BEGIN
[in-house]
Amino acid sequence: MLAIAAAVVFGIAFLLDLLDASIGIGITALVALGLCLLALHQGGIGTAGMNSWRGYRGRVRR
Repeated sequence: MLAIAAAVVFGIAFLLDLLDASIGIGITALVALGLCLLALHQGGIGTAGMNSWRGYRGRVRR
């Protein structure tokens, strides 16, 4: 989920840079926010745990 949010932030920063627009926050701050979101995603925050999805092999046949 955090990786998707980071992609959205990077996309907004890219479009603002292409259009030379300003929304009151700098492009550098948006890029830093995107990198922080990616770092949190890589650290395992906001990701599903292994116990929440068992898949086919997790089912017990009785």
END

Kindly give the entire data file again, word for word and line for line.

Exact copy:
[in-house]
Amino acid sequence: MLAIAAAVVFGIAFLLDLLDASIGIGITALVALGLCLLALHQGGIGTAGMNSWRGYRGRVRR
Repeated sequence: MLAIAAAVVFGIAFLLDLLDASIGIGITALVALGLCLLALHQGGIGTAGMNSWRGYRGRVRR
């Protein structure tokens, strides 16, 4: 989920840079926010745990 949010932030920063627009926050701050979101995603925050999805092999046949 955090990786998707980071992609959205990077996309907004890219479009603002292409259009030379300003929304009151700098492009550098948006890029830093995107990198922080990616770092949190890589650290395992906001990701599903292994116990929440068992898949086919997790089912017990009785």